I can’t disprove that unicorns are real, but that doesn’t make them exist. I know I shouldn’t feed the trolls, but hell, I’ve got a bit of time to kill.

Gamergate is a hate movement that started with a jilted ex of a game dev accusing her of sleeping with a journalist for a good review, when said journalist never reviewed the game in question at all.

Anita Sarkeesian and Brianna Wu have been driven from their homes by death threats and harassment. #Gamergate as a whole has been revealed as a concentrated, concerted effort to harass Zoe Quinn by the aforementioned jilted ex.

And over what? Feminism in video game journalism? Less than half a percent of articles written about video games contain explicit references to sexism, misogyny, or feminism. Every major art form is analyzed in sociopolitical lights. Every major everything is analyzed that way. It’s what criticism is. Feminist criticism is an accepted academic method of analyzing media that has been in use since the late 1700s.

Even if it wasn’t, these people are essentially getting angry about discussions about women having more egalitarian portrayals in games. That’s literally it. Their biggest rallying cry is that men who play games are being shoved into the margins despite being gaming’s core target demographic. Except they fail to notice that adult women are the largest demographic in gaming, and even if they weren’t, it’s not oppressive to be asked to maybe not use women as sex objects in games. It’s not oppressive for some things not to be about men and their entertainment.

The threats made against Sarkeesian are credible, and the FBI agrees with me on that one. She isn’t the only one to receive credible death and rape threats recently (or in the past) and she won’t be the last.

I suspect you’re not the type who actually cares about facts, however. I suspect you’re one of the people who urge us to “look at both sides” of the issue, but honestly? When one side sends death, rape, and bomb threats, and the other wants women not to be treated as shitty by the gaming industry as they are, that’s not a debate I’m willing to have.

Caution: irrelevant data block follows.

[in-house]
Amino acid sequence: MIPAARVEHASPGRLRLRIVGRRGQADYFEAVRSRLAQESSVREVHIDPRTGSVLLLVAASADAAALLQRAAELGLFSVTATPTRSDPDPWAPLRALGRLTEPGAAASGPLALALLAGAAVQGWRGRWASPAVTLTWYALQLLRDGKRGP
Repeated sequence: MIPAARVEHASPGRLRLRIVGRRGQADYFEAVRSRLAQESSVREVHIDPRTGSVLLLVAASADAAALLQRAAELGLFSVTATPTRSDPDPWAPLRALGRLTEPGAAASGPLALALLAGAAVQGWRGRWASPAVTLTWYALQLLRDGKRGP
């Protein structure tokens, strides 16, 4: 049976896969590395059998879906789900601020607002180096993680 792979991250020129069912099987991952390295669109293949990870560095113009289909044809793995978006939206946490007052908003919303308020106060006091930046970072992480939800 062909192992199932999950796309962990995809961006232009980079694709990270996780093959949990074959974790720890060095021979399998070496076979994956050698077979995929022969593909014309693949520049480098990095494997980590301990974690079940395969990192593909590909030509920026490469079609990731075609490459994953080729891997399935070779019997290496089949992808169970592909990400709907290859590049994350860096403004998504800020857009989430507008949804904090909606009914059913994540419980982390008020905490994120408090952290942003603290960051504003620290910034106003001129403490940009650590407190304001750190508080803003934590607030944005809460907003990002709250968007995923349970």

By the way, humanism is the belief that people have the ability to act ethically without the assistance of theism or supernatural belief. If you want a belief system that’s about ensuring men and women have equal rights and opportunities, that’s feminism.

image

(Reblogged from dantealicheery)

princess-hijabi:

benotafraidoffear:

mille-etoiles:

somepretty-things:

thismoron:

brownpeopleproblems:

capulcuesra:

Those words are the last words a father’s to his dead daughters who killed by Bashar al-Assad and his supporter army with chemical weapon attack.

Almost 2000 innocent people died at this attack. Most of all, 0-10 years old children. Most of them, killed while they are sleeping. They couldn’t wake up for a new day.

There’s no words to explain this massacres. You don’t have to be a Syrian or Muslim to support this people. This can be happen to you, one day. We don’t know what’s gonna happen to us. Please, share this with everyone. Please.

[NOTE: My english is pretty bad but I hope you’d get it.]

This is heartbreaking, sending my prayers to Syria.

:(

omg, this makes me so sick. those poor babies. there’s a special place in hell for people who murder children

This is horrifying!!!!!!

Allah Akbar I have no words for this.

Enna lillah wa enna elaihe Rajioun

(Source: miryokefalon)

(Reblogged from stfumras)
(Reblogged from stfumras)
(Reblogged from fullten)
sydneyisdeffonfire:

klairy-dust:

fairydustandklainebows:

brendanshaw:

p3n1s:

femistorian:

This is what a REAL rape prevention campaign looks like

All the awards.

DO ME A HUGE FAVOR AND REBLOG THIS!



This is perfection in a campaign

I love how they included a situation where a guy could’ve gotten raped. People don’t seem to realize that males get raped too. It’s less common, but it happens. That is what sets this campaign apart from others. 

sydneyisdeffonfire:

klairy-dust:

fairydustandklainebows:

brendanshaw:

p3n1s:

femistorian:

This is what a REAL rape prevention campaign looks like

All the awards.

DO ME A HUGE FAVOR AND REBLOG THIS!

image

This is perfection in a campaign

I love how they included a situation where a guy could’ve gotten raped. People don’t seem to realize that males get raped too. It’s less common, but it happens. That is what sets this campaign apart from others. 

(Reblogged from aman366)
(Reblogged from forgetanddeny)